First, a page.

MCHC (g/dl)                    32.8     33.0     33.0     35.6     32.8
Platelets                     173      181      178      163      172
([10.sup.3]/[micro]l)
TLC (x[10.sup.3]/[micro]l)     16.3     16.7     15.6     17.1     16.9
Neutrophils (%)                58       55       51       60       48
Lymphocytes (%)                67       63       68       71       66
Monocytes (%)                  11       14       10       15       11
Eosinophils (%)                 2        1        3        1        1

Biochemical
Glucose (mg/dl)                38       36       39       41       39
AST (U/l)                     163      167      161      159      160
Total Protein (g/dl)            5.4      5.3      5.0      5.6      5.1
Albumin (g/dl)                  0.5      0.6      0.4      0.5      0.5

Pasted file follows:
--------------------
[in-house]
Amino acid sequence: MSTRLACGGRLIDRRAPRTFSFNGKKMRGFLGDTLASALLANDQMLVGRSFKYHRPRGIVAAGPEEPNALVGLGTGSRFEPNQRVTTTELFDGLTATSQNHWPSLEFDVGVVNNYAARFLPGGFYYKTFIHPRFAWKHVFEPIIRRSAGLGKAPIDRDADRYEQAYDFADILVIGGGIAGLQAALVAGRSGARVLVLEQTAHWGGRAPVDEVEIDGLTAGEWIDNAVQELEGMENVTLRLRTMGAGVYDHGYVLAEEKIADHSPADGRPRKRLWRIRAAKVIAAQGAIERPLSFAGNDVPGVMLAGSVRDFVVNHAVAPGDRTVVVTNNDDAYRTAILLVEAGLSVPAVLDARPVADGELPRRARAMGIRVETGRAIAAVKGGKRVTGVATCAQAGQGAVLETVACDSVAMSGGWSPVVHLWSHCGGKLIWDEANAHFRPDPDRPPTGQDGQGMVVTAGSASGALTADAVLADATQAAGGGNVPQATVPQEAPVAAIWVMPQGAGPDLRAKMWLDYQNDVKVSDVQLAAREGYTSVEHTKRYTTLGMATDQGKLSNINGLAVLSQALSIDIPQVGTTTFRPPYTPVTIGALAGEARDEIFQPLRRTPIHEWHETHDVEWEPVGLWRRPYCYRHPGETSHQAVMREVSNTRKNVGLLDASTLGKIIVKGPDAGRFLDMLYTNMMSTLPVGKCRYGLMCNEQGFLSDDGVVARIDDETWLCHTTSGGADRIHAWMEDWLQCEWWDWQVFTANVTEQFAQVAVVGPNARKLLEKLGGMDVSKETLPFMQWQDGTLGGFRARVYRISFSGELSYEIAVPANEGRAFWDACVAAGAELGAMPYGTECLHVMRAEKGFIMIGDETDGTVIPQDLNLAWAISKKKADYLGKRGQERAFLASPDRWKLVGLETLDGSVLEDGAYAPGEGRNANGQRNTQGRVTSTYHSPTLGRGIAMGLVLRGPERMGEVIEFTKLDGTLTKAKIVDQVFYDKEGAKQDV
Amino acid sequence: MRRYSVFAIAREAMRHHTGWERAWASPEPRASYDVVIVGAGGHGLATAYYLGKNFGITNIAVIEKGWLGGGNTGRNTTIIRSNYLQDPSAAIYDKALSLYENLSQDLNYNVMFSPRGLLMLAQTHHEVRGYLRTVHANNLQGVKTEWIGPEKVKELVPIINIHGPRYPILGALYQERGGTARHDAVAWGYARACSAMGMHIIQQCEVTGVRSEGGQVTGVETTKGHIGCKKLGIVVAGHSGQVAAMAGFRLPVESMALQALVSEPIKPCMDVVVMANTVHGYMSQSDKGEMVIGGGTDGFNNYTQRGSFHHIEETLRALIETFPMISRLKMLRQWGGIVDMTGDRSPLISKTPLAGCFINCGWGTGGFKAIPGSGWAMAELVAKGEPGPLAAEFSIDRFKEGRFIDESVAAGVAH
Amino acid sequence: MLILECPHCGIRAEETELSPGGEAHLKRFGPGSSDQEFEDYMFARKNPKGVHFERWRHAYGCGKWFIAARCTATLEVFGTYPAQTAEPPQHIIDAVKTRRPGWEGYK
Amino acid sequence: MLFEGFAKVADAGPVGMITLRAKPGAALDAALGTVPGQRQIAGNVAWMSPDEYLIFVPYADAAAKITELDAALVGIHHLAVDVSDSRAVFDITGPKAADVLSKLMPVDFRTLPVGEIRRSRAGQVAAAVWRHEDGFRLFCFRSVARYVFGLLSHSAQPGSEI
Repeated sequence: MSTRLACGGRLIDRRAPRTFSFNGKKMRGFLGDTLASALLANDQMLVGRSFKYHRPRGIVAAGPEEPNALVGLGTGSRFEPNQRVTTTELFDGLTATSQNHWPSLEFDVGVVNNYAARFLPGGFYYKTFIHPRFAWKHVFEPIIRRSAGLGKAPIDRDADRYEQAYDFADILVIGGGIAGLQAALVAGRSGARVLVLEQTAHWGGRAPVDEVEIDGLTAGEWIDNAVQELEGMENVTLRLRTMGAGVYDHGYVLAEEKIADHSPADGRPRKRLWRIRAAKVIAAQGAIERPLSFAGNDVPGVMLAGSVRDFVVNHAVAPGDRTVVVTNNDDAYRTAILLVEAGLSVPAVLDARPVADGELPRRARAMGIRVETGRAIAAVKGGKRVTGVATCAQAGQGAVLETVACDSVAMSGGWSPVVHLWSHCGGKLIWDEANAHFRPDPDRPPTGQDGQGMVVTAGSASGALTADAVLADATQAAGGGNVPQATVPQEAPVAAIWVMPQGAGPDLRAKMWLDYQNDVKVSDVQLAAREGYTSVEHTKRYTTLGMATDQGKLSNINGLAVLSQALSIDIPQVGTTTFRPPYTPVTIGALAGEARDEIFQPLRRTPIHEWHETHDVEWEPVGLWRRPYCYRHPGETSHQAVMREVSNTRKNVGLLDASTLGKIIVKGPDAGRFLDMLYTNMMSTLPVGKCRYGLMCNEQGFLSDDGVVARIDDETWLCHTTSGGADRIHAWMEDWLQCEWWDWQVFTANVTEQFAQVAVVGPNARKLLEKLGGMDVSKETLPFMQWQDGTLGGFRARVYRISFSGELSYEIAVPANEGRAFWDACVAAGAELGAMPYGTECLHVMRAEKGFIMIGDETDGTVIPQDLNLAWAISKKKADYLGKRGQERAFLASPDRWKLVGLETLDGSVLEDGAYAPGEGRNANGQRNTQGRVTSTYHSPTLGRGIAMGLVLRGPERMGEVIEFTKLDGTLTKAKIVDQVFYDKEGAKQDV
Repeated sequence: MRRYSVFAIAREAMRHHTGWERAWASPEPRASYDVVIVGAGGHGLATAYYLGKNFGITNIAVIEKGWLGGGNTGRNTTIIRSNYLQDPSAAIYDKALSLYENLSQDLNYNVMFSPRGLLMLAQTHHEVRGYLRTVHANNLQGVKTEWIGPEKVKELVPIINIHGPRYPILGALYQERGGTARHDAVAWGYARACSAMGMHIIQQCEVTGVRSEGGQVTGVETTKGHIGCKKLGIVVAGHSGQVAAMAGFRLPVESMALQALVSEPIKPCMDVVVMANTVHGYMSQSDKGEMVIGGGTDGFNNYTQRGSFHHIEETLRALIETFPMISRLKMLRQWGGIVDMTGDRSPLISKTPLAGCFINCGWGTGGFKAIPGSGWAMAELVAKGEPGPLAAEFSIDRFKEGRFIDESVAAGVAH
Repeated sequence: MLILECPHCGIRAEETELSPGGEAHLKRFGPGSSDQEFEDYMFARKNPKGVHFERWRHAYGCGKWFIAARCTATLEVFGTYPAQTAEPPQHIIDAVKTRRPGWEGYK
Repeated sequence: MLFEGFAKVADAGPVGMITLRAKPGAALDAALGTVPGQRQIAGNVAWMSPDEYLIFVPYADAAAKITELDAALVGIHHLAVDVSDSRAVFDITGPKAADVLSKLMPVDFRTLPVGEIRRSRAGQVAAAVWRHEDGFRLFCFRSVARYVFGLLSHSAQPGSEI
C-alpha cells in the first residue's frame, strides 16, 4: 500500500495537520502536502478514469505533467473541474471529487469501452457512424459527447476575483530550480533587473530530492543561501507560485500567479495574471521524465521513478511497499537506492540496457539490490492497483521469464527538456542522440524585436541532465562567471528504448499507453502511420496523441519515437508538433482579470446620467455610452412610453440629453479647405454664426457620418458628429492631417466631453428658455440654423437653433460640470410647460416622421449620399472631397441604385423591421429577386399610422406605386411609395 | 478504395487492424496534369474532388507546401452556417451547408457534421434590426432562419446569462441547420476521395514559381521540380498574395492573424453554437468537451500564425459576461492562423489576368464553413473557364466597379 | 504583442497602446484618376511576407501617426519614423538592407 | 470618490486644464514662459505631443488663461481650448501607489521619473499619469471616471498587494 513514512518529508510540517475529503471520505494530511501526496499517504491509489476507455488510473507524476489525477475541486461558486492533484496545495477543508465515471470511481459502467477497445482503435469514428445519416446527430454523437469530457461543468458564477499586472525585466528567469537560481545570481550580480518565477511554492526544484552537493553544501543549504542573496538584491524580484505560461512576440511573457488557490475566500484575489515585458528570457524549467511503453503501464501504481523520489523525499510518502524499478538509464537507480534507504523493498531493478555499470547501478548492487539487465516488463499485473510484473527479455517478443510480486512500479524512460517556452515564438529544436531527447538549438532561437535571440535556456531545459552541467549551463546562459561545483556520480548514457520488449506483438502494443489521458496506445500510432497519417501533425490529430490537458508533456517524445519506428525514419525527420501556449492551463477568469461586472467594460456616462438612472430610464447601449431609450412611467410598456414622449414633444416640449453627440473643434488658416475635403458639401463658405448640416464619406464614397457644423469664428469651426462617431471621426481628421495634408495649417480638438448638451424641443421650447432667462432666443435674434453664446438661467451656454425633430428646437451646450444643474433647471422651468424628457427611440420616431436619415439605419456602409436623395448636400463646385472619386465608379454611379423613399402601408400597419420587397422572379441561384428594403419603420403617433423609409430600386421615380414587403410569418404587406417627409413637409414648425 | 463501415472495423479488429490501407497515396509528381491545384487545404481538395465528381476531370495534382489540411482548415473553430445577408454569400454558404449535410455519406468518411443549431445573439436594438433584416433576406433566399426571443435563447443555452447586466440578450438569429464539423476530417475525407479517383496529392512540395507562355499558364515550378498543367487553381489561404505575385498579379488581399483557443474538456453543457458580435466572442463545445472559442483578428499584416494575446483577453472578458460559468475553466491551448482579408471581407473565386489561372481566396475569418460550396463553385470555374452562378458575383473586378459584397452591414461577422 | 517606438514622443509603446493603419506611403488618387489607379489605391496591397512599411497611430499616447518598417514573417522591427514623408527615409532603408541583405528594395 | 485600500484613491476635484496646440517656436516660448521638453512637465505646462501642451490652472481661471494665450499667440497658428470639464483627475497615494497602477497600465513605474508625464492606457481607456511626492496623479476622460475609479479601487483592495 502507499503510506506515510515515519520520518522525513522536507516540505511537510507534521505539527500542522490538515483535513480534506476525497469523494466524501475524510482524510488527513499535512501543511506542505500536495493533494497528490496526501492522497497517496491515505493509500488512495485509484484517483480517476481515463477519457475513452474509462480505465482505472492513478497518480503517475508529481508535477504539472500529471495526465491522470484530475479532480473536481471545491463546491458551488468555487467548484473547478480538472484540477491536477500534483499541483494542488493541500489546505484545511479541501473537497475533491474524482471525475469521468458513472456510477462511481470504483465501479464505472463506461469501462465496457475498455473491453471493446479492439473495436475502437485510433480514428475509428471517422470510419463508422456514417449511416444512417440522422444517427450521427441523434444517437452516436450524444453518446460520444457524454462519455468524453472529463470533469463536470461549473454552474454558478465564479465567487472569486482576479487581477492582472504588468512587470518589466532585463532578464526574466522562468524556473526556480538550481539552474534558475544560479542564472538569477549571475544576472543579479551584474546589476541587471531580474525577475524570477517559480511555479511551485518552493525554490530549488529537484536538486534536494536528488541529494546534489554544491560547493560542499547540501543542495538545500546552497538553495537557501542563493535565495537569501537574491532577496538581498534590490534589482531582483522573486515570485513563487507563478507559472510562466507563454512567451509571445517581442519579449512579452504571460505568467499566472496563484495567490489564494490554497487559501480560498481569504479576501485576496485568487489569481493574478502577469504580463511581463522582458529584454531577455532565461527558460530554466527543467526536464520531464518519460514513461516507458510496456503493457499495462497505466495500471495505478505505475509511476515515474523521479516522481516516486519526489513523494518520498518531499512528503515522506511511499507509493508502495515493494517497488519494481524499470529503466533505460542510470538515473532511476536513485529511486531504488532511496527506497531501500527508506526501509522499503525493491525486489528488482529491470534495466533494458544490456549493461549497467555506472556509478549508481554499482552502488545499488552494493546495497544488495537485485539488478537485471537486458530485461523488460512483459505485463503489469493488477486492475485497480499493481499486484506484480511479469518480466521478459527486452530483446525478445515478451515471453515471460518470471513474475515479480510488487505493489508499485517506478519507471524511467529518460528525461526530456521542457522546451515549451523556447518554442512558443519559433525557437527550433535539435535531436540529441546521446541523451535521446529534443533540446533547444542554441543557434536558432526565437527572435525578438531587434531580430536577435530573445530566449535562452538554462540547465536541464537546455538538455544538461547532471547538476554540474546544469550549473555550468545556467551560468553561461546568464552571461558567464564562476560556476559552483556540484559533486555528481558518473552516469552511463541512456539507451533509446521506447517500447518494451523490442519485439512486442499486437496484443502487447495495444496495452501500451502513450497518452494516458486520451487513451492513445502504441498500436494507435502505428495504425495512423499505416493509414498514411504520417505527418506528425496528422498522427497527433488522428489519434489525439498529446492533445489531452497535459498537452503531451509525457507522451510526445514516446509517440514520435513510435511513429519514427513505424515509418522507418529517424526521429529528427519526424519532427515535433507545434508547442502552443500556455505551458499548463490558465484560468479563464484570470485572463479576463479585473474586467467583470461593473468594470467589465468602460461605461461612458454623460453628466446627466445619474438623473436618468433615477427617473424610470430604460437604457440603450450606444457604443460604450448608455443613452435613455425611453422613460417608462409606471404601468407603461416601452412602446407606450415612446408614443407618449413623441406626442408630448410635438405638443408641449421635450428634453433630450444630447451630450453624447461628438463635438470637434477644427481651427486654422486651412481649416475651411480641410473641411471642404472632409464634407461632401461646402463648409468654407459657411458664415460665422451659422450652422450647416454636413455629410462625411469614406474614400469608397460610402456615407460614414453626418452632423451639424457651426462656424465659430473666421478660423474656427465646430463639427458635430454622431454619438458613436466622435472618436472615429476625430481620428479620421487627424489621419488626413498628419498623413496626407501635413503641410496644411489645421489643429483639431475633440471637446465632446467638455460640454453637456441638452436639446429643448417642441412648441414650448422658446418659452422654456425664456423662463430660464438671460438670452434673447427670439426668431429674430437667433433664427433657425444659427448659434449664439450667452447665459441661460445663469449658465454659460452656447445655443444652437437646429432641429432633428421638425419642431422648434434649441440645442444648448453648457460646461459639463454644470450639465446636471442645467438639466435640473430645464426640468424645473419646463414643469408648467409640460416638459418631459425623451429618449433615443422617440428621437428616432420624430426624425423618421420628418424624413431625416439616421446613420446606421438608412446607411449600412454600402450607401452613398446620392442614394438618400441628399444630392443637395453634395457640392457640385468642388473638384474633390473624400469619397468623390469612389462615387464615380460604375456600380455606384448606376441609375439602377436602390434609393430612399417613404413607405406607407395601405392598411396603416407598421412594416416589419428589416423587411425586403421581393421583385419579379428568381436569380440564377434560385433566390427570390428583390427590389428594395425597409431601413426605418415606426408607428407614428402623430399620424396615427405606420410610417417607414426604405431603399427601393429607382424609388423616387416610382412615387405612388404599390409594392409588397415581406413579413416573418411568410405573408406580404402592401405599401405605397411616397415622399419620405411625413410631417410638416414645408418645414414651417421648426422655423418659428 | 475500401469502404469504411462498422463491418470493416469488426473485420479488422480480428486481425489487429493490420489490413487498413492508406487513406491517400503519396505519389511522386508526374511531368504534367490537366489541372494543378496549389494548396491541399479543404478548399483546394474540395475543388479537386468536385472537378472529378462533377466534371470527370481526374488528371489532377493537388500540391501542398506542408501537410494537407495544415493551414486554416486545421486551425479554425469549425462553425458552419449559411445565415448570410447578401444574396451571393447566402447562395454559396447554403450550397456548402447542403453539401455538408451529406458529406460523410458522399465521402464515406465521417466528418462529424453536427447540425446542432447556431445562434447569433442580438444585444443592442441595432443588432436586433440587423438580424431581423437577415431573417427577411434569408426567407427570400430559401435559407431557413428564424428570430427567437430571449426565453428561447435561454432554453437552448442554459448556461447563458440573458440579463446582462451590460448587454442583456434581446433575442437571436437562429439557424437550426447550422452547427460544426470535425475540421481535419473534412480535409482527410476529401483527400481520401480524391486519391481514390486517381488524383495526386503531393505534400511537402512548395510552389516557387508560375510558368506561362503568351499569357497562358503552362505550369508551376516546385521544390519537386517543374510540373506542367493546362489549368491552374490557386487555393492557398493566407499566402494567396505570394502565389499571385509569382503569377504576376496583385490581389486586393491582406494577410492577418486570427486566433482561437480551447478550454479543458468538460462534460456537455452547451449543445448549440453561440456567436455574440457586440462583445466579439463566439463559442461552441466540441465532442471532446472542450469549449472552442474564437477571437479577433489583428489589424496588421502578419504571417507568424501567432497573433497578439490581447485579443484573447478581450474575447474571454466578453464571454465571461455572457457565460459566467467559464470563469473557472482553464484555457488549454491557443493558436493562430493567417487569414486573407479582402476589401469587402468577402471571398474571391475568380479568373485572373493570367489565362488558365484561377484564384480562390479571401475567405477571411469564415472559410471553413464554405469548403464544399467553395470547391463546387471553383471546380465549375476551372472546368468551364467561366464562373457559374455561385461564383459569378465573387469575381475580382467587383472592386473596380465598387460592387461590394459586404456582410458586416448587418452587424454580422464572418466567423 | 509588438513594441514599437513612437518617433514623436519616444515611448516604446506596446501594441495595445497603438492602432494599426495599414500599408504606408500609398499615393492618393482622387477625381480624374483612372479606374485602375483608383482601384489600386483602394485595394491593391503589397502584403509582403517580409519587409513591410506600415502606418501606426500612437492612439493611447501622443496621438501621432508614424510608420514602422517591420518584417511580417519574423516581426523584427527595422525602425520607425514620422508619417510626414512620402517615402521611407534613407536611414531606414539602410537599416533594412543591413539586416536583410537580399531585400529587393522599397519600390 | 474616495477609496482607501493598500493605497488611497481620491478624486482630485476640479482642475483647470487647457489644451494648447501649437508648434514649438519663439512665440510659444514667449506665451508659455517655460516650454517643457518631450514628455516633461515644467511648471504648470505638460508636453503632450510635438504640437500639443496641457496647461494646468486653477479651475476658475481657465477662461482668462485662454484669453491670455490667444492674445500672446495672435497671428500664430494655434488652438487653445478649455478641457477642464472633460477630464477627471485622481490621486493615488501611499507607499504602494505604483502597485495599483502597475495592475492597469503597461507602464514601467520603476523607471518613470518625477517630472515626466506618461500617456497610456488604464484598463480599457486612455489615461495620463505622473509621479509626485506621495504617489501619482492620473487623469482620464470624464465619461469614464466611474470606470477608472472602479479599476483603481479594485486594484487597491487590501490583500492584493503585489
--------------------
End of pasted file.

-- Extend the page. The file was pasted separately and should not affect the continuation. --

Globulin (g/dl)                 4.9      4.7      4.6      5.1      4.6
BUN (mg/dl)                    32       34       31       29       30
Creatinine (mg/dl)              4.1      4.3      3.9      3.7      4.1

Parameter                     Cattle   Cattle   Cattle   Reference
                                 6        7        8      Range (*)

Hematological
Hemoglobin (g/dl)               6.5      7.4      6.8      8.5-12.2
TEC (x [10.sup.6]/[micro]l)     3.7      4.1      3.9      5.1-7.6
PCV (%)                        20.3     21.4     21.1     22-33
MCV (fl)                       54.8     52.1     54.2     38-50
MCHC (g/dl)                    32.0     34.6     32.2     36-39
Platelets                     182      169      175      200-650
([10.sup.3]/[micro]l)
TLC (x[10.sup.3]/[micro]l)     15.2     17.4     16.4      4.9-12